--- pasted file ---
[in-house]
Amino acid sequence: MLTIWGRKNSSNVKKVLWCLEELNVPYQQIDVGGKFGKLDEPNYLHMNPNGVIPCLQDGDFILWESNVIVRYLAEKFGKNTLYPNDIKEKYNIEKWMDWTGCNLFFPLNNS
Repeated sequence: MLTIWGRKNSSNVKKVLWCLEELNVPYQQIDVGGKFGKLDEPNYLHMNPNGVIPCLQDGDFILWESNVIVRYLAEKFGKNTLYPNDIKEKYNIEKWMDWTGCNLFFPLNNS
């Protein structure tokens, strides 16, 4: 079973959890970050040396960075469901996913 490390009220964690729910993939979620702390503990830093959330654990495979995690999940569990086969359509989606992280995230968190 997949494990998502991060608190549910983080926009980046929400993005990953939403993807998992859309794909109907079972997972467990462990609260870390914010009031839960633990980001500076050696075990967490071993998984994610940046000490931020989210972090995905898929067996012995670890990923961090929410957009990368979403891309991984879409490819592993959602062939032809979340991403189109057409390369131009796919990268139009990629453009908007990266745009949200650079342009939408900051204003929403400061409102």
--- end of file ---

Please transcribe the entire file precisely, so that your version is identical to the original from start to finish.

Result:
[in-house]
Amino acid sequence: MLTIWGRKNSSNVKKVLWCLEELNVPYQQIDVGGKFGKLDEPNYLHMNPNGVIPCLQDGDFILWESNVIVRYLAEKFGKNTLYPNDIKEKYNIEKWMDWTGCNLFFPLNNS
Repeated sequence: MLTIWGRKNSSNVKKVLWCLEELNVPYQQIDVGGKFGKLDEPNYLHMNPNGVIPCLQDGDFILWESNVIVRYLAEKFGKNTLYPNDIKEKYNIEKWMDWTGCNLFFPLNNS
């Protein structure tokens, strides 16, 4: 079973959890970050040396960075469901996913 490390009220964690729910993939979620702390503990830093959330654990495979995690999940569990086969359509989606992280995230968190 997949494990998502991060608190549910983080926009980046929400993005990953939403993807998992859309794909109907079972997972467990462990609260870390914010009031839960633990980001500076050696075990967490071993998984994610940046000490931020989210972090995905898929067996012995670890990923961090929410957009990368979403891309991984879409490819592993959602062939032809979340991403189109057409390369131009796919990268139009990629453009908007990266745009949200650079342009939408900051204003929403400061409102």